Things to Do

3 Luxury Movie Theaters in Washington

All-in-one theaters allow you to dine handsomely, have a drink, and take in a flick without leaving the building. But are you ready for a $100 movie night?

Our food editor rates the eats—and of course popcorn—at the new dine-in cinemas. Image via Shutterstock.

Angelika Film Center

2911 District Ave., Fairfax; 571-512-3301

Photograph of Angelika courtesy of Angelika Film Center; panini by Tom McGovern.

A gleaming-white, three-level spinoff of Manhattan’s cinephile mecca in Fairfax’s boutiquey Mosaic district.

Film fare: A movie geek’s dream mix of critics’ favorites, local films, vintage Oscar winners, and the occasional popcorn flick, on eight screens.

Food: All items from Angelika’s cafe can be taken into the theater—it even furnishes a recyclable tote bag. An upscale concession stand fills any yen for mid-show snacks, and you can discuss what you’ve seen in the third-floor bar/lounge.

Top dollar: $12.50 for the cheese plate.

Best eats: Mac and cheese with lemon olive oil; cheese plate; Jeni’s ice-cream cups.

Drinks: A beer nerd’s oasis, chock-full of esoteric craft brews.

Popcorn: Excellent, with toppings like beer-and-cheddar and an addictive tandoori yogurt.

Admission: $13.

What we spent for two: $84.


11830 Grand Park Ave., North Bethesda; 301-231-2300

Photograph of iPic Theaters and bao bun courtesy of iPic Theaters.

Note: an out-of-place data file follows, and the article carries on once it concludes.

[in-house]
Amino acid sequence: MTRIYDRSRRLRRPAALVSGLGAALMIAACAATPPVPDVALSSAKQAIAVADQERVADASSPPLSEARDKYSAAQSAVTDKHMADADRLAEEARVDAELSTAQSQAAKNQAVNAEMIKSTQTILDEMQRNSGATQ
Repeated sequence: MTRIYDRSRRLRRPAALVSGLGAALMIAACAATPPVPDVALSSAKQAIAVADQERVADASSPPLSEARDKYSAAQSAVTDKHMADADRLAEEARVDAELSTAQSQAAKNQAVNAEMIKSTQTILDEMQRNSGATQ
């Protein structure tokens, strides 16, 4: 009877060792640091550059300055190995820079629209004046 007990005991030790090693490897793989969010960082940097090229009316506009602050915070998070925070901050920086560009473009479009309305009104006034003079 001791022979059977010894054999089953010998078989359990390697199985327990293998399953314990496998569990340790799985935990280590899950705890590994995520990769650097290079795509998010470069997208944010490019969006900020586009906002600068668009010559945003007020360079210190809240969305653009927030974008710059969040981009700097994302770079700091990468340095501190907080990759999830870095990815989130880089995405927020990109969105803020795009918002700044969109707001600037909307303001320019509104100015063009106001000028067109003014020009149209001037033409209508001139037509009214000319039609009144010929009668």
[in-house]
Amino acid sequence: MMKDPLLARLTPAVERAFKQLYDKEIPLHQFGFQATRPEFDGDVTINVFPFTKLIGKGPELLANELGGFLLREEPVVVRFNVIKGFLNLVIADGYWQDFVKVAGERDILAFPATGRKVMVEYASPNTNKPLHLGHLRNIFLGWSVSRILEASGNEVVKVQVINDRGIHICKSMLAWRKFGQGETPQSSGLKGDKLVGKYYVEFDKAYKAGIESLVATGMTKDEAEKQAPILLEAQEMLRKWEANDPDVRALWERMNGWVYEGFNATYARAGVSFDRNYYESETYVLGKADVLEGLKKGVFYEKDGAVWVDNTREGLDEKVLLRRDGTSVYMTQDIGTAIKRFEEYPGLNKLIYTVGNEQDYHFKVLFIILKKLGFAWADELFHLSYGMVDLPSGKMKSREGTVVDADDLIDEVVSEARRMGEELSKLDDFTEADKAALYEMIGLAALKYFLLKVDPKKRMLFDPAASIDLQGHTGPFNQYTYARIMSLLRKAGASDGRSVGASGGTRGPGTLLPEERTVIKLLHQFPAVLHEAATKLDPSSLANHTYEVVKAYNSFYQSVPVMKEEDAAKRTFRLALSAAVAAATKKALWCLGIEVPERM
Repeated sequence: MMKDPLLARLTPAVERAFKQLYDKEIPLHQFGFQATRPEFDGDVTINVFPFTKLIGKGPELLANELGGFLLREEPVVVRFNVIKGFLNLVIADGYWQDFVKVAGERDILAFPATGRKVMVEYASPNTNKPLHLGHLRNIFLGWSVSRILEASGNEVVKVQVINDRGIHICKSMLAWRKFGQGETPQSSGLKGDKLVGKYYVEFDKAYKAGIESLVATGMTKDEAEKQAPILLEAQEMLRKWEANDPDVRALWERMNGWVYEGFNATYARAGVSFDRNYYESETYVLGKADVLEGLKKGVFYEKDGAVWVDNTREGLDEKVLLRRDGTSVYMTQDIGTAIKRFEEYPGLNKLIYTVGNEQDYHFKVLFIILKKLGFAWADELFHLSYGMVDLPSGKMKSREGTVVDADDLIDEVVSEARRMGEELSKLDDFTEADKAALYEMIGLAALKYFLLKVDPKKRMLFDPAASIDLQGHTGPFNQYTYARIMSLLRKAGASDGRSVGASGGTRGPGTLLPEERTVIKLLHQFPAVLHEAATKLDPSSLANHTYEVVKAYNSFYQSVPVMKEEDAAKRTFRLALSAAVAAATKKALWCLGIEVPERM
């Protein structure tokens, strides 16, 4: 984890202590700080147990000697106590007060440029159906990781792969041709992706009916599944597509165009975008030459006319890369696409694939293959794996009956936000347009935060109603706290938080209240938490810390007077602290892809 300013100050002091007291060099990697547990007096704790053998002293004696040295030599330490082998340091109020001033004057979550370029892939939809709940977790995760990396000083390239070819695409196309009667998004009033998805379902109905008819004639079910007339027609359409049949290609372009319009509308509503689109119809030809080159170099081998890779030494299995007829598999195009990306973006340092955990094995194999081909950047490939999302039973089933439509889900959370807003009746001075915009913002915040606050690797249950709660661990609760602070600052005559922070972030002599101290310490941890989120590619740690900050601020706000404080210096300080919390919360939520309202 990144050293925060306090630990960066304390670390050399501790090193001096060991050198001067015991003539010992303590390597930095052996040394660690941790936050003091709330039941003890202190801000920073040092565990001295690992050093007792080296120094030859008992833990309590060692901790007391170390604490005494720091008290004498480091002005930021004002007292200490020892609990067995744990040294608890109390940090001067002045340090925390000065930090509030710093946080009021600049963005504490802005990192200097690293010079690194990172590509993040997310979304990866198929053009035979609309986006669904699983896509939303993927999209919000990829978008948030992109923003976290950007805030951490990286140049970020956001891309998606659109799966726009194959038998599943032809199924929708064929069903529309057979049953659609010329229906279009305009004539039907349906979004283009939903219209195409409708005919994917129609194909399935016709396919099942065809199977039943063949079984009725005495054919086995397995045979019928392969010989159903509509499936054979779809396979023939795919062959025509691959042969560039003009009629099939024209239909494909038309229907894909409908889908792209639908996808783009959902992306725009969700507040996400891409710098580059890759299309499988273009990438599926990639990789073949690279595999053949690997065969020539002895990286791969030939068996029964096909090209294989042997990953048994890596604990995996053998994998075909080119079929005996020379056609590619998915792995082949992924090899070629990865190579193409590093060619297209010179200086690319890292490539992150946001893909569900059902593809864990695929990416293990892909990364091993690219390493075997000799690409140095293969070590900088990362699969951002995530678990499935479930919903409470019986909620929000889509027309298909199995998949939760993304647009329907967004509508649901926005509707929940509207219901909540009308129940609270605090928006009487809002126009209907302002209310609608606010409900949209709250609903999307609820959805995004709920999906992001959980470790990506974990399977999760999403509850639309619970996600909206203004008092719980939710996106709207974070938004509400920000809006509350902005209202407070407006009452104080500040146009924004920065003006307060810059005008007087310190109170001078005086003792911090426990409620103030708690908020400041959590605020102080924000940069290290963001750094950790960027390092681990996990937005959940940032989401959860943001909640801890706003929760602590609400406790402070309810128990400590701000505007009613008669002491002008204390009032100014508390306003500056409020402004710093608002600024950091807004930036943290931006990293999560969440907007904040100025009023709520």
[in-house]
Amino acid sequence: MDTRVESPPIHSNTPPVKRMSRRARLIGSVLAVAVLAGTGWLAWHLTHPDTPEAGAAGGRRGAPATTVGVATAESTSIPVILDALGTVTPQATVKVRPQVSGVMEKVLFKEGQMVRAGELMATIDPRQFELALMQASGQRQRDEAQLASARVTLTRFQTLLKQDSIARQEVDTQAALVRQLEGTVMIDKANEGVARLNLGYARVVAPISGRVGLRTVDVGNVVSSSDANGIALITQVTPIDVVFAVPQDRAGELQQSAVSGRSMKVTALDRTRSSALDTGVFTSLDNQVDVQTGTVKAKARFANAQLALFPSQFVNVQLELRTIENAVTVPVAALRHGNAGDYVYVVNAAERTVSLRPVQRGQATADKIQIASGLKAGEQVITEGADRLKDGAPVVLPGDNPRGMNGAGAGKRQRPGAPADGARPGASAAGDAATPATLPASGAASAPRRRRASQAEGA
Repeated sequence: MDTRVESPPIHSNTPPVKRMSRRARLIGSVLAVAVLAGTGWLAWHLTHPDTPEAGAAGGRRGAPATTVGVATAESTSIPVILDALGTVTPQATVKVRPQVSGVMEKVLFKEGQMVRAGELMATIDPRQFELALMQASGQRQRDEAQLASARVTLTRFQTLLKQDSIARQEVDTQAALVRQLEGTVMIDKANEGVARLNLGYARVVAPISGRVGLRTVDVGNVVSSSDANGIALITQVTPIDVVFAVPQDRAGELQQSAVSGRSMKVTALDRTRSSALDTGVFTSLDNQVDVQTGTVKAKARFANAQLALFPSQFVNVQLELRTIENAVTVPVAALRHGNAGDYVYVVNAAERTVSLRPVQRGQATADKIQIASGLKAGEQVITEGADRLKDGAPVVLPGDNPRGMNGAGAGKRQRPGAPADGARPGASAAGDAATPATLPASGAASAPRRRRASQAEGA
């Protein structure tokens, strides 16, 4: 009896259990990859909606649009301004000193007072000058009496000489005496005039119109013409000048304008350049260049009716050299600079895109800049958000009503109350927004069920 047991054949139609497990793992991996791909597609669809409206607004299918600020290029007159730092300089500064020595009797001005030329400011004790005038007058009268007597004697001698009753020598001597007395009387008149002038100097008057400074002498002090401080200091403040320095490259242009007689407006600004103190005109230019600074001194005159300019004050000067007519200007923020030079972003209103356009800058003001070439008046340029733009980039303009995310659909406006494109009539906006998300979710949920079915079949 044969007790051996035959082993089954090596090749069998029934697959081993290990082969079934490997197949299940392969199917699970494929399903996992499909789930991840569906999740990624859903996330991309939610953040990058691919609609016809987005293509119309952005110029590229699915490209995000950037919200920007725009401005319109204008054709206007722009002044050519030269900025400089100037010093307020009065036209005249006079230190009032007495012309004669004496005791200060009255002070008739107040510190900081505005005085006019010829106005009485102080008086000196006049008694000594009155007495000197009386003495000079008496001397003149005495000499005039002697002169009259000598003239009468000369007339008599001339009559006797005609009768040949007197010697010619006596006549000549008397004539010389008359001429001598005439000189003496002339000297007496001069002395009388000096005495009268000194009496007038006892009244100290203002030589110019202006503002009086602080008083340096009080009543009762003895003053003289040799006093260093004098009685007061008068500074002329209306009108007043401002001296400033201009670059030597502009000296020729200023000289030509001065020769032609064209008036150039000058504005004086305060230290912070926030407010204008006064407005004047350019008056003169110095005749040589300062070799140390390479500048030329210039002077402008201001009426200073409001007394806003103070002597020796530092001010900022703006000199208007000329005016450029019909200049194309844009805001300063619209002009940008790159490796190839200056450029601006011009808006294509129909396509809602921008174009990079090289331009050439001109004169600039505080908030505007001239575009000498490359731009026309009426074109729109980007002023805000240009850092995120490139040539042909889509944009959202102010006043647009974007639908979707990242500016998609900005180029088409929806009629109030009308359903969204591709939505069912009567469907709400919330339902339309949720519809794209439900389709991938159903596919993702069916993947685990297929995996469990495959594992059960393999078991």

Dinner and movie? It all happens at once at this clubby, eight-screen cinema with low-lit table service and food that surpasses anything we’ve eaten at a movie theater, but doesn’t live up to the trendy-bistro prices.

Film fare: Action hits, thrillers, comedies, and kids’ movies with no pre-movie ads, probably due to pricey admission (which also tends to eliminate chatty teens).

Food: An ambitious menu overseen by former Wolfgang Puck pastry chef Sherry Yard and delivered by black-clad “ninja” servers.

Top dollar: $25 potato boats with smoked salmon and caviar.

Best eats: Steamed bao buns with short rib; tempura-fried green beans with hoisin.

Drinks: The perfectly tangy Augustine Sour (cherry-infused bourbon, lemon, maple syrup) leads a top-quality cocktail menu.

Popcorn: Nicely buttery and extra-salty.

Admission: $22 for table-service seating, including free popcorn and a reclining seat with pillow and blanket; regular admission is $13.

What we spent for two: $133.

ArcLight Cinemas

7101 Democracy Blvd., Bethesda; 240-762-4000

Photograph of Arclight Cinemas and popcorn chicken courtesy of ArcLight Cinemas.

This soaring, 16-screen multiplex in Westfield Montgomery mall has a Hard Rock feel, thanks to walls studded with glass-encased artifacts like Natalie Portman’s tutu from Black Swan. Discerning cineastes will appreciate the top-of-the-line Dolby Atmos sound system. If you plan on arriving hungry, arrive early. Service at the bar was so slow we missed the start of our movie.

Film fare: A wide array of slow-paced indies, 3-D fantasy films, and box-office chart toppers.

Food: The small bar has a cafe menu—you can take drinks but not plates into the theater; there’s also a well-stocked concession stand.

Top dollar: $15 for the lobster roll, charcuterie board, or cheese plate.

Best eats: Popcorn chicken with Buffalo and ranch sauces.

Drinks: The supermarket wine selection had us reaching for a big, icy Coke.

Popcorn: Better than average, thanks to toppings such as real butter and olive oil.

Admission: $13.75.

What we spent for two: $113.50.

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Ann Limpert
Executive Food Editor/Critic

Ann Limpert joined Washingtonian in late 2003. She was previously an editorial assistant at Entertainment Weekly and a cook in New York restaurant kitchens, and she is a graduate of the Institute of Culinary Education. She lives in Logan Circle.